To which I pose another hypothetical to Jill. You meet your friend who is 5 months pregnant and she talks about how wonderful her life will be with the new baby. She knows it’s a girl and has named her Haley already. Well, at 6 months, she comes over to your house in tears. She’s found out her husband has been cheating on her and she doesn’t want the baby any more. She pulls out a coat-hanger and starts to self-abort. Do you stop her?
If you stop her, why? If you don’t, why didn’t you?
The comments on this post are also priceless. The ever-present ClevelandChick posts the following:
I’m saying potential life as in the fetus cannot survive on it’s own outside of the womb. It’s survival depends on the health of the woman carrying it who is in fact alive.
The fetus is inanimate before it pops out of the womb. It has no life, so it must just be a non-nucleic tumor, one which has lost its nuclei, like dead skin-cells.
Such denial of science is cult-like in its denial. I can see why the buy the global warming trash spewed by AlGore so easily.
You can find my entire list of responses over here at the PuffingtonsHost on page 2. Do a search for Nethicus1. And while you’re there, become a fan of me and favorite all of my posts. That way I can become a blogger for Arianna for free! Hurrah!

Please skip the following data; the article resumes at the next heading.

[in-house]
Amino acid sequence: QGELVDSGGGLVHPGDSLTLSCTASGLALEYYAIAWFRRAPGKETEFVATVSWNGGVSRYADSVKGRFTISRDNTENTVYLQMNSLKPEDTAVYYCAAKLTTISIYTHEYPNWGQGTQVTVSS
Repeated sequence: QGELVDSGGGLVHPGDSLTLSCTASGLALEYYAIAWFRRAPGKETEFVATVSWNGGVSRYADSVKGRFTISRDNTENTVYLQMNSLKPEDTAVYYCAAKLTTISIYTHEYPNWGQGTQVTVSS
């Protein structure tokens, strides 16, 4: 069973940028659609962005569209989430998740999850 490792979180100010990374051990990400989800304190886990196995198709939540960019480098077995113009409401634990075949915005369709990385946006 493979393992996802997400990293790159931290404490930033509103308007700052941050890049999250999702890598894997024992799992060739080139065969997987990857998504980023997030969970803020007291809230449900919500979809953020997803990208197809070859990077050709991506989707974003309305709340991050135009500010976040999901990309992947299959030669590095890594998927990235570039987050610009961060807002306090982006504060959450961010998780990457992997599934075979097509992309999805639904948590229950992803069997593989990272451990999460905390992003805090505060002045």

And our last post comes from DailyKos and the poster Devilstower:
I do not believe, do not see any reason to believe, that a small cluster of cells — cells that have no nerves, no muscles, no organs — deserves the same rights as a human being. The argument that these cells have the genetic signature of humanity is meaningless, since this is a trait shared by every cell in my thumb. Neither do I see any compelling reason to view these cells as imbued with a soul.
Obviously Devilstower doesn’t want to apply all of the knowledge he learned about biology, just some of it. Much like the eugenicists did.
The embryo in any stage is a totality of being. The difference between DT’s thumb and an embryo is that if I remove his thumb, most of his body is still there– the totality of his being has been disrupted in a minor way. However, removal of the entire embryo, or the destruction of the embryo to make stem cells, results in the destruction of the individual in its totality.
He’s also mistaken here:
Only there’s a problem. The Bush administration has supported the development of these new techniques, but they’ve not updated the regulation over using the cells.
The 2001 policy says that federal funds may not be used to study embryonic stem cells created after Aug. 9 of that year. It is based on the assumption that the only way to make the cells is by destroying human embryos — a truism in 2001 but not any longer.
The error is that the non-destructive manner in making “embryonic” stem-cells, the methods using a retro-virus to create “pluripotent” stem cells or harvesting stem-cells without harming the embryo, produce stem-cell lines that are “pluripotent” and no-longer embryonic.
It’s legal semantics that would be easily dismantled with a minor court case. In fact, I’m reasonably sure the US Attorney’s office wouldn’t oppose such a lawsuit.
So there you have it. Absurdly long post for a Thursday. Enjoy!